In this regard, Poitras undeniably portrays her main character as genuinely sincere in his own beliefs, if nothing else. He believes personal freedom is virtually synonymous with a citizen’s privacy rights; just as others in the film argue the same case. But he also speaks of personal accountability for the consequences of his actions that he knows full well is not only a breach of his confidentiality agreement with his employer who’s a NSA sub-contractor; but that his civil disobedience will be somehow deemed illegal . In fact, he was charged with violating The Espionage Act of 1917. 

While everyone else may debate whether he’s a traitor or true patriot, egotistical media hound or principled idealist, the camera never catches Snowden speaking in those terms. In fact, he makes a point from the outset that -- despite the filmmaker ultimately choosing his own “handle” for the film’s title -- he says he doesn’t want the focus to be about him; lest he become a distraction from the larger point he’s trying to make. Instead, he is portrayed as almost wanting to rise above the firestorm that is about to erupt.  Of course, the government will attempt to redirect all the focus on what he did, not what it did.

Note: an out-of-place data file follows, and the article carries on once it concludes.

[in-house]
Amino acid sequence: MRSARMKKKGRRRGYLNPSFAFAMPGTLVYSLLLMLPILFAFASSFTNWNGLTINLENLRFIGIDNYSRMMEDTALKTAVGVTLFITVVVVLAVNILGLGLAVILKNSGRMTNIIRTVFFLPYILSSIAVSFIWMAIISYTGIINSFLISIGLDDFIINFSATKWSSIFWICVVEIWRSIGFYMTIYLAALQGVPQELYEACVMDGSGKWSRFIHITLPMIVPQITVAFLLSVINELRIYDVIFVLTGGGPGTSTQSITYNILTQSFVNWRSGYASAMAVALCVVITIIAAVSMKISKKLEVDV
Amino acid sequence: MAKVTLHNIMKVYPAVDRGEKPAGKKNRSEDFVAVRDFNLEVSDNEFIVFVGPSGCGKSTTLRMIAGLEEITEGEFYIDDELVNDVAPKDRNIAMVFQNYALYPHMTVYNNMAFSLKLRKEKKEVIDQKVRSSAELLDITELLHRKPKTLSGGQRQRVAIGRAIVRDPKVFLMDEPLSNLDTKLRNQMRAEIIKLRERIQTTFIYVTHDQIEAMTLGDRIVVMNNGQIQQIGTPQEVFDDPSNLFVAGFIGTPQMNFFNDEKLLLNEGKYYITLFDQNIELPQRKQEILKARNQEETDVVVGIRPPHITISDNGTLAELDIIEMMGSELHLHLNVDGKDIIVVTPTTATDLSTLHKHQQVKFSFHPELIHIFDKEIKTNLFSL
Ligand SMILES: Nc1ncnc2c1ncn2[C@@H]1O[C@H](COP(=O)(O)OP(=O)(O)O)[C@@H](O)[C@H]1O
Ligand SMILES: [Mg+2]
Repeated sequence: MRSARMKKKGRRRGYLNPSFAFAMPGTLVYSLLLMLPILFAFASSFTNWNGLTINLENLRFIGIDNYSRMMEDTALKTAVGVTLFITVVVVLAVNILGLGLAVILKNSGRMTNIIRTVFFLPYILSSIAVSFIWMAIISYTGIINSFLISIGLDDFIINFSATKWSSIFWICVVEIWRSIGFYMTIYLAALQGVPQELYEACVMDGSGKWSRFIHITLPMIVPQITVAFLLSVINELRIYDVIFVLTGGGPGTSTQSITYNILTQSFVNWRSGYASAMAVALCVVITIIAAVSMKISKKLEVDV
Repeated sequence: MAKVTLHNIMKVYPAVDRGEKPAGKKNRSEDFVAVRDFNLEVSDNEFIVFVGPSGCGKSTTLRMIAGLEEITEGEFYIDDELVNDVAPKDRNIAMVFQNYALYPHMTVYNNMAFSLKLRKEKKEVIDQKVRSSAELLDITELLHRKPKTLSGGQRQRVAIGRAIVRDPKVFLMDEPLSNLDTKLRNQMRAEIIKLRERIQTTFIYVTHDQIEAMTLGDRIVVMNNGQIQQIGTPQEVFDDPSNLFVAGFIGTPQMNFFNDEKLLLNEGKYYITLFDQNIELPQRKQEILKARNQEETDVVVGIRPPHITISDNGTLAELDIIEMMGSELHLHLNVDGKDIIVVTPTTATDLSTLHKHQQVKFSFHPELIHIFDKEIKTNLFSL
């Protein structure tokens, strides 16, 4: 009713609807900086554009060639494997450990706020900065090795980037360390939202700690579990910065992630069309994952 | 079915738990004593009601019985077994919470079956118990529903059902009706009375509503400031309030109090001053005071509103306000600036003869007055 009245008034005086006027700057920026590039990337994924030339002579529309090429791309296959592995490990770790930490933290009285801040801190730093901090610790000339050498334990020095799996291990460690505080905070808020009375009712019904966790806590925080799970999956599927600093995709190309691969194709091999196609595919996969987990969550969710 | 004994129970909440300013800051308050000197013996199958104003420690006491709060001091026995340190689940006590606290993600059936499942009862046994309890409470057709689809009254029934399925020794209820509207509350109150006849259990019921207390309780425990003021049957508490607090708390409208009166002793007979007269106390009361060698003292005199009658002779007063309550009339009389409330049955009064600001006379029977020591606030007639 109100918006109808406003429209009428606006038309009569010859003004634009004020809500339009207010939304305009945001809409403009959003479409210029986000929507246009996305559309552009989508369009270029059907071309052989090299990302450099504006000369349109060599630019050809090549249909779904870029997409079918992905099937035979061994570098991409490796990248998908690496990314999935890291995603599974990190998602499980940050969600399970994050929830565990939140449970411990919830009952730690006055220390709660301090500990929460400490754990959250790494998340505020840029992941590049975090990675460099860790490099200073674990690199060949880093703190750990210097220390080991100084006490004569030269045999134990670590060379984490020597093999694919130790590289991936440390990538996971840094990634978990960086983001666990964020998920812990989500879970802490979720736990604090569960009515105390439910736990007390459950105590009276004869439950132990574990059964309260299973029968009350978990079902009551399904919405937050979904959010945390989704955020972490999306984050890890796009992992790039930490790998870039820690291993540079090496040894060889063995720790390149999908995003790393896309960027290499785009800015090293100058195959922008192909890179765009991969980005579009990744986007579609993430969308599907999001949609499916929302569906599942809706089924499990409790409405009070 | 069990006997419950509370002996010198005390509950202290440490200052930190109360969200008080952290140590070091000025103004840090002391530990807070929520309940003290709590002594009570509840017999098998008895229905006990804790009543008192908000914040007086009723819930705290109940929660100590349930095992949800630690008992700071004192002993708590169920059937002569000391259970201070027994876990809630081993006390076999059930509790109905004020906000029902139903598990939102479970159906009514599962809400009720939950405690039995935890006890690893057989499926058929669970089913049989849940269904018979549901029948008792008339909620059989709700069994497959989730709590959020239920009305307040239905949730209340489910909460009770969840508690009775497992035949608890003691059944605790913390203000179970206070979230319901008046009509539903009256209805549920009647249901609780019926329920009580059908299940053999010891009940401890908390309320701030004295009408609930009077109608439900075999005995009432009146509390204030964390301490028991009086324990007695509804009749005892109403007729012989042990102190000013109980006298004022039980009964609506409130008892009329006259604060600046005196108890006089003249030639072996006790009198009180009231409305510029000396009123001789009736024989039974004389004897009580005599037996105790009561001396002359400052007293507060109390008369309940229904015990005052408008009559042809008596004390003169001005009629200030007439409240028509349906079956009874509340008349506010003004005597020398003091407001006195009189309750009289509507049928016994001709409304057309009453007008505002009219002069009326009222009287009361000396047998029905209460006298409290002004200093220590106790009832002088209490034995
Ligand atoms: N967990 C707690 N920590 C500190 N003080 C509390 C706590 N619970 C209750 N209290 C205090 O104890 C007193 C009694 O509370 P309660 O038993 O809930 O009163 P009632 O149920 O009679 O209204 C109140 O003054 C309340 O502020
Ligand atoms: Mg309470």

CITIZENFOUR is ultimately about the one freedom that can never be restrained or denied; which is the right of one’s individual personal conscience, and the life choices one makes as a result, with the ensuing consequences.

While he himself doesn’t say it, CITIZENFOUR is ultimately about the one freedom that can never be restrained or denied; which is the right of one’s individual personal conscience, and the life choices one makes as a result, with the ensuing consequences. 

In the end, Ed Snowden is left whistling in the dark.  The origin of that particular phrase has two variant definitions.  As a colloquial expression, it means to make a show of bravery despite one’s fears, and put on a brave front.  

As an idiomatic expression, it can also mean to speak of something, despite having little knowledge of it.  

In the case of Mr. Snowden, each viewer is left to decide which definition aptly applies.  jb